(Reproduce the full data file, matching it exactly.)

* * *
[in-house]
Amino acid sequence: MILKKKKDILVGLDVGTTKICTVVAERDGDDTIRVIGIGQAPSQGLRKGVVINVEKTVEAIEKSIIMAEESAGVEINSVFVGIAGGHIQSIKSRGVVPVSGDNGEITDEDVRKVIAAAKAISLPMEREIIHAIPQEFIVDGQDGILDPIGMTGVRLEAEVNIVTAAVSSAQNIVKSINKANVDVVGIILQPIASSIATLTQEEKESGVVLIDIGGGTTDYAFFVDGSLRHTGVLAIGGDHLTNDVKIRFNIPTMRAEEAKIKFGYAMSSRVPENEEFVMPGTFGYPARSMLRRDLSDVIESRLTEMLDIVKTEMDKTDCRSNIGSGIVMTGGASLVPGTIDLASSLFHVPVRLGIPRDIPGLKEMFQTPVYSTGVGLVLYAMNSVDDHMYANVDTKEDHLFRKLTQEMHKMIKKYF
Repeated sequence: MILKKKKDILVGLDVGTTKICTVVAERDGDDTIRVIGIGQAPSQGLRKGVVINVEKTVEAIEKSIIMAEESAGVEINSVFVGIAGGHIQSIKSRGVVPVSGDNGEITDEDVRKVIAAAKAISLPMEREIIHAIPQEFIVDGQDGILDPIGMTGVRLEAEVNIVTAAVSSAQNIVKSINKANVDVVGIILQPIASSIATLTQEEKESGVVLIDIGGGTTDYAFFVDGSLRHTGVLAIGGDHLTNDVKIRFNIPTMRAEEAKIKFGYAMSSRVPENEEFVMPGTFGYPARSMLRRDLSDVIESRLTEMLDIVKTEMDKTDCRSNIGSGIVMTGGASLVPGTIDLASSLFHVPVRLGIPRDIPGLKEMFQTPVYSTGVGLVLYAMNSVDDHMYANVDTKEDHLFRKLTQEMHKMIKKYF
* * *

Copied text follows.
[in-house]
Amino acid sequence: MILKKKKDILVGLDVGTTKICTVVAERDGDDTIRVIGIGQAPSQGLRKGVVINVEKTVEAIEKSIIMAEESAGVEINSVFVGIAGGHIQSIKSRGVVPVSGDNGEITDEDVRKVIAAAKAISLPMEREIIHAIPQEFIVDGQDGILDPIGMTGVRLEAEVNIVTAAVSSAQNIVKSINKANVDVVGIILQPIASSIATLTQEEKESGVVLIDIGGGTTDYAFFVDGSLRHTGVLAIGGDHLTNDVKIRFNIPTMRAEEAKIKFGYAMSSRVPENEEFVMPGTFGYPARSMLRRDLSDVIESRLTEMLDIVKTEMDKTDCRSNIGSGIVMTGGASLVPGTIDLASSLFHVPVRLGIPRDIPGLKEMFQTPVYSTGVGLVLYAMNSVDDHMYANVDTKEDHLFRKLTQEMHKMIKKYF
Repeated sequence: MILKKKKDILVGLDVGTTKICTVVAERDGDDTIRVIGIGQAPSQGLRKGVVINVEKTVEAIEKSIIMAEESAGVEINSVFVGIAGGHIQSIKSRGVVPVSGDNGEITDEDVRKVIAAAKAISLPMEREIIHAIPQEFIVDGQDGILDPIGMTGVRLEAEVNIVTAAVSSAQNIVKSINKANVDVVGIILQPIASSIATLTQEEKESGVVLIDIGGGTTDYAFFVDGSLRHTGVLAIGGDHLTNDVKIRFNIPTMRAEEAKIKFGYAMSSRVPENEEFVMPGTFGYPARSMLRRDLSDVIESRLTEMLDIVKTEMDKTDCRSNIGSGIVMTGGASLVPGTIDLASSLFHVPVRLGIPRDIPGLKEMFQTPVYSTGVGLVLYAMNSVDDHMYANVDTKEDHLFRKLTQEMHKMIKKYF